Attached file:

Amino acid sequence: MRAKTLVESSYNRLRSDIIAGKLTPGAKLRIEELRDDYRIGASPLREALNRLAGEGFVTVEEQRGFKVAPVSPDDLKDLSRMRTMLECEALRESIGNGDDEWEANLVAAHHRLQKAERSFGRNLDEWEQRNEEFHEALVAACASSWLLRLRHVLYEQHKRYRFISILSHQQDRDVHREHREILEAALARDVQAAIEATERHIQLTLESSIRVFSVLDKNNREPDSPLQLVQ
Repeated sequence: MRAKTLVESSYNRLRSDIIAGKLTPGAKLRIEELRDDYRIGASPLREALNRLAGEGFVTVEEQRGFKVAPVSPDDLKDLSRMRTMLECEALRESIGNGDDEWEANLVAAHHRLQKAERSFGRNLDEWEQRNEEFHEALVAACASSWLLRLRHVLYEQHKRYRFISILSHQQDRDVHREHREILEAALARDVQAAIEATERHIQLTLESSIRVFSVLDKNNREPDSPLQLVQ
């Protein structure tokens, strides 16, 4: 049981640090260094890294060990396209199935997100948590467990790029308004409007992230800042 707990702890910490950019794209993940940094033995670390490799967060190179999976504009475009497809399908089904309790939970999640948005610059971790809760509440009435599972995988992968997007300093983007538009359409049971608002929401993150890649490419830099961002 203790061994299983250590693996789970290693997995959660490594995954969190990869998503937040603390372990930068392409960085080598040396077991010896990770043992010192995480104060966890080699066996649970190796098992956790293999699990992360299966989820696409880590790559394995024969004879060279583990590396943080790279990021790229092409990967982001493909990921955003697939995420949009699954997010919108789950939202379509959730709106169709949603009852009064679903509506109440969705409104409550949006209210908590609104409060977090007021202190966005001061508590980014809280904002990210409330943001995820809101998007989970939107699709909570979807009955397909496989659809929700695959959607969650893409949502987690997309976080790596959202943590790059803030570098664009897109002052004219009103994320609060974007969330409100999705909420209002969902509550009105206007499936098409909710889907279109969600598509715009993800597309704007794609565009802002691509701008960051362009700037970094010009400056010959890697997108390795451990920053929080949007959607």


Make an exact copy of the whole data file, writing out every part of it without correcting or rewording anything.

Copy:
Amino acid sequence: MRAKTLVESSYNRLRSDIIAGKLTPGAKLRIEELRDDYRIGASPLREALNRLAGEGFVTVEEQRGFKVAPVSPDDLKDLSRMRTMLECEALRESIGNGDDEWEANLVAAHHRLQKAERSFGRNLDEWEQRNEEFHEALVAACASSWLLRLRHVLYEQHKRYRFISILSHQQDRDVHREHREILEAALARDVQAAIEATERHIQLTLESSIRVFSVLDKNNREPDSPLQLVQ
Repeated sequence: MRAKTLVESSYNRLRSDIIAGKLTPGAKLRIEELRDDYRIGASPLREALNRLAGEGFVTVEEQRGFKVAPVSPDDLKDLSRMRTMLECEALRESIGNGDDEWEANLVAAHHRLQKAERSFGRNLDEWEQRNEEFHEALVAACASSWLLRLRHVLYEQHKRYRFISILSHQQDRDVHREHREILEAALARDVQAAIEATERHIQLTLESSIRVFSVLDKNNREPDSPLQLVQ
């Protein structure tokens, strides 16, 4: 049981640090260094890294060990396209199935997100948590467990790029308004409007992230800042 707990702890910490950019794209993940940094033995670390490799967060190179999976504009475009497809399908089904309790939970999640948005610059971790809760509440009435599972995988992968997007300093983007538009359409049971608002929401993150890649490419830099961002 203790061994299983250590693996789970290693997995959660490594995954969190990869998503937040603390372990930068392409960085080598040396077991010896990770043992010192995480104060966890080699066996649970190796098992956790293999699990992360299966989820696409880590790559394995024969004879060279583990590396943080790279990021790229092409990967982001493909990921955003697939995420949009699954997010919108789950939202379509959730709106169709949603009852009064679903509506109440969705409104409550949006209210908590609104409060977090007021202190966005001061508590980014809280904002990210409330943001995820809101998007989970939107699709909570979807009955397909496989659809929700695959959607969650893409949502987690997309976080790596959202943590790059803030570098664009897109002052004219009103994320609060974007969330409100999705909420209002969902509550009105206007499936098409909710889907279109969600598509715009993800597309704007794609565009802002691509701008960051362009700037970094010009400056010959890697997108390795451990920053929080949007959607």